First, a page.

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Time for an update: I still use film, though. Not vast quantities, but I have a darkroom, and I'm not afraid to use it.

I enjoy every image I take: I hope you'll enjoy looking at them.
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25 Oct 2020 12:45PM   Views : 489 Unique : 307


It rained a lot in Walsall yesterday, and I nearly didn’t go out for a walk. But around five it stopped pouring and abated to a drizzle, so I went round the block, and I wondered why we worry so much about waterproof cameras. I'd taken my Pentax Spotmatic with me - definitely a camera without weather-sealing.

It’s a real obsession for some people, and a major criticism in reviews, just like a camera being too small to hold wearing Arctic-grade gloves, or only having one card slot. And I feel that all three ‘shortcomings’ only concern a small proportion of photographers, in practical terms.

Please note that for them, it matters absolutely: for most of us, switching a card is easy – and have you ever suffered catastrophic card failure? Similarly with a camera being waterproofed.
It used not to be a big concern. A Leica M3 or a Nikon F wasn’t sealed against the weather throughout – so what’s changed?

For ordinary, ‘consumer’ cameras, it’s partly that an ever-ready case is no longer a common accessory: in 1970, you did well to avoid paying an extra fiver for one before you left the shop, and if you bought it, you probably used it. The Russian cameras of the time always included it in the advertised price – and they were largely made of real leather. While they were inconvenient (earning the nickname ‘never ready’) they did mean that a camera was safe even if the rain was torrential.

The second thing, I realised (just round the first turn on my triangular walk) was that there weren’t loads of holes in the body. A proliferation of buttons on digital cameras means there are a whole lot more places where weather-sealing is needed.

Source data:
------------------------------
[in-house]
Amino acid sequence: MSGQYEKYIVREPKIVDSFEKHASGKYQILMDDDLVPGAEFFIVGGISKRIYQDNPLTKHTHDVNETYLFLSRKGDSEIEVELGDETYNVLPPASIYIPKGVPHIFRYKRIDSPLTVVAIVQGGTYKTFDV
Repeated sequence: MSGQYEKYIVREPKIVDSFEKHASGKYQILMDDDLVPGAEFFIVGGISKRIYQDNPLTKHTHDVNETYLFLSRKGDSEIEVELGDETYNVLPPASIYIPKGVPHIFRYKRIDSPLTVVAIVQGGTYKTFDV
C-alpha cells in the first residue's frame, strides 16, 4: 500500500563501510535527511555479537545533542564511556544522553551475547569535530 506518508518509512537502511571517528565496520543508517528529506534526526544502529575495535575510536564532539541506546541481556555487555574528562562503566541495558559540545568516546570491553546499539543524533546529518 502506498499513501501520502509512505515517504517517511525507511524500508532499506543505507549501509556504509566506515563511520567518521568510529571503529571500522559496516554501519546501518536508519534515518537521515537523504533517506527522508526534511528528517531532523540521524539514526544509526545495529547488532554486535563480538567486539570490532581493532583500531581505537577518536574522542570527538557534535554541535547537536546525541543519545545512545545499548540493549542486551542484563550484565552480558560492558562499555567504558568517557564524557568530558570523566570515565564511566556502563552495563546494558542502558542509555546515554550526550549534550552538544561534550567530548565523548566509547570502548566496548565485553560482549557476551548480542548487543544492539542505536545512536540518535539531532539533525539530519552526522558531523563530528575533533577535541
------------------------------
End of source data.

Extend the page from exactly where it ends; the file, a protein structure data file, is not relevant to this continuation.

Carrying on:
But the clincher actually arrived before digital. It came when cameras started to have switches instead of purely mechanical controls – my beloved Contaxes were early offenders. You can pour water into an old-fashioned loud-ticking alarm clock, and it will carry on pretty well, so long as it has a chance to drain and dry quickly. Lubricants on the cogs and rods may well prevent rust, as well.

It’s different with a digital watch with the back off. Once everything’s electronic, water is a far more damaging threat…

Mind you, there may be one more reason why so many people are concerned about owning a weatherproof camera, and that’s marketing and reviews. If you’ve been repeatedly told that it’s better, there’s a risk to anyone’s buying habits.


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dark_lord Avatar
dark_lord Plus
19 3.0k 836 England
25 Oct 2020 5:06PM
I couldn't have put it better myself, totally agree with you.
dudler Avatar
dudler Plus
20 2.1k 2048 England
25 Oct 2020 5:57PM
pablophotographer Avatar
pablophotographer 12 2.2k 450
29 Oct 2020 7:09PM
Want water protection? Buy a strong umbrella... or shoot from inside the car (with the widow down).
dudler Avatar
dudler Plus
20 2.1k 2048 England
29 Oct 2020 10:05PM
The time I really tested water-resistance was up on the Brecon Beacons. The nearest you could get a car was a couple of miles away, and umbrellas were useless. (It was June. Sunny when we left the car. When we got to the top, there was horizontal hail. Alpha 900 replaced under warranty: £90 repair to Dynax 9. Leica M6 - unaffected. Any umbrellas present would have been turned inside out, and would have landed the opposite side of the Bristol Channel.

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